Recently, Indian politician Shashi Tharoor commented on the CSS precis paper through a tweet which said, “Never heard of ‘bericloge’ myself! Are you sure it’s not a typo for ‘bricolage’.” This poignant comment from a reputed diplomat warrants serious consideration.
This is in connection with the recently held papers of the CSS essay and precis under the auspices of the FPSC. The first part of the precis paper usually consists of 20 MCQs related to synonyms and antonyms. To little surprise, many of the questions could not be understood by majority of the aspirants as they were taken out of context from diverse disciplines. Ironically, this part of the paper, which tends to judge aspirants’ ability of understanding collocations of English vocabulary rather than scientific and philosophical jargons from broader domains, was replete with both syntactic and semantic errors. Pragmatically speaking, language is a medium of communication rather than a yardstick of scholarship and exceptional abilities. The elitist obsession with English language has morphed into the society causing much discrimination between the elite and the poor.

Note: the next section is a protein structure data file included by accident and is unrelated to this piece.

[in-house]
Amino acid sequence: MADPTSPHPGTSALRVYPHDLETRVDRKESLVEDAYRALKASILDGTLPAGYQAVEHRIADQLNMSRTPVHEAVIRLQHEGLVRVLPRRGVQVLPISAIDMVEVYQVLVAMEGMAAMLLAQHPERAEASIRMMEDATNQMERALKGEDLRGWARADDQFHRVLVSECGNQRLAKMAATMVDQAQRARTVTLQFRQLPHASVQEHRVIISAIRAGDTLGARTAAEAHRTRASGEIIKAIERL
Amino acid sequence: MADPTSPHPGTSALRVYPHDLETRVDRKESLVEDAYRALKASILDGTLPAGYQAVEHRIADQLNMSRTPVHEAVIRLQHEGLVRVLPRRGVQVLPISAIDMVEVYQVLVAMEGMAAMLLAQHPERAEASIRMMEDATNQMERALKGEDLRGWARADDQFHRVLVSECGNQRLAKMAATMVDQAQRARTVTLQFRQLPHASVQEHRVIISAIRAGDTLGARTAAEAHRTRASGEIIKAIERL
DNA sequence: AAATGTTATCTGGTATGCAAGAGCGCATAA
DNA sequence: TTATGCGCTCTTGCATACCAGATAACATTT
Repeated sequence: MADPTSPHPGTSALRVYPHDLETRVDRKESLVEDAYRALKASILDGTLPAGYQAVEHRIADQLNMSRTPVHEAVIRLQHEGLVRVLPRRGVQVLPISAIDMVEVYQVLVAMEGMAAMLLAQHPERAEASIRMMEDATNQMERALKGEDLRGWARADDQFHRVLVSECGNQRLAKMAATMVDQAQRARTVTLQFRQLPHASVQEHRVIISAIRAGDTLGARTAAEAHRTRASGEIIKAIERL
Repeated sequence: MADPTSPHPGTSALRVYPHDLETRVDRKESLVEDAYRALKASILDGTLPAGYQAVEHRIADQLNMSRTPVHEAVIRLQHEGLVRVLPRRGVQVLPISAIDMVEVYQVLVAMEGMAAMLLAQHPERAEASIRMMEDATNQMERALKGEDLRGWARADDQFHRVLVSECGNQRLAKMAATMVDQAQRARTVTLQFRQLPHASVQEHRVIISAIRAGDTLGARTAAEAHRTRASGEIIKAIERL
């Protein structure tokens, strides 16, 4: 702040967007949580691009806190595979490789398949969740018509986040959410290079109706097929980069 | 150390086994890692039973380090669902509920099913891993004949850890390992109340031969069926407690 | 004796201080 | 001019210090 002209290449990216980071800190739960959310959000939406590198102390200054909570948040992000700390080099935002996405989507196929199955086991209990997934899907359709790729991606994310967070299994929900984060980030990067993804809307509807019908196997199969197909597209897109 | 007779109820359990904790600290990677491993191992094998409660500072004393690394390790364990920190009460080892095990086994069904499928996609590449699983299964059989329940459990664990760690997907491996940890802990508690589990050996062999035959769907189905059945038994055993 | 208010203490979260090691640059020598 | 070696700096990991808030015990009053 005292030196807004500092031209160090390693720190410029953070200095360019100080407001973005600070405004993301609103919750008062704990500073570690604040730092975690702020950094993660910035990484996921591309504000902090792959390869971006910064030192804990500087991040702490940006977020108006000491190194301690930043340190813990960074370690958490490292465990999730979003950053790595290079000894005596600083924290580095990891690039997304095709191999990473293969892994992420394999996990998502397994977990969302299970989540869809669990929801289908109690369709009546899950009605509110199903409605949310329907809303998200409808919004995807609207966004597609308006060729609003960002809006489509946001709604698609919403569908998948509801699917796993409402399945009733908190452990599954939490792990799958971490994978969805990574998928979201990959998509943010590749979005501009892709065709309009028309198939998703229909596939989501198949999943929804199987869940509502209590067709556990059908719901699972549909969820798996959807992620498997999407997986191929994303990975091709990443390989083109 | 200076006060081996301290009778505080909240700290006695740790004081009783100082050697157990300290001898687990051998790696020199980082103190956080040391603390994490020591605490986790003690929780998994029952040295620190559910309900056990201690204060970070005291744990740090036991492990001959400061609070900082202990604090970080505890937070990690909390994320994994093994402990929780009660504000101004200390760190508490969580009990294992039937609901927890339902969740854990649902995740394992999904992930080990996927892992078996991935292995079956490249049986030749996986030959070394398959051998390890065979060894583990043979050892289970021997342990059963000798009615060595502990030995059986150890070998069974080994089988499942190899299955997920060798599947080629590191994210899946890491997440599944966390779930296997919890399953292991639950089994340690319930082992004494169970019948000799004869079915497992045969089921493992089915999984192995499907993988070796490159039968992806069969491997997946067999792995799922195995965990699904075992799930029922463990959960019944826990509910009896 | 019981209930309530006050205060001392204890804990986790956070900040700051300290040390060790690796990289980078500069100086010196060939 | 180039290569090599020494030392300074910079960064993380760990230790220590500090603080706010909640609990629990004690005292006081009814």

The FPSC needs to crosscheck all papers systemically and avoid errors, both in terms of style and contents. It is recommended to compensate the beleaguered aspirants, especially in the MCQs part of the precis paper for the ambiguous choices of the given questions. The FPSC is one of the most credible institutions in the country. I, therefore, hope it will address the issue forthwith.
Published in The Express Tribune, February 23rd, 2021.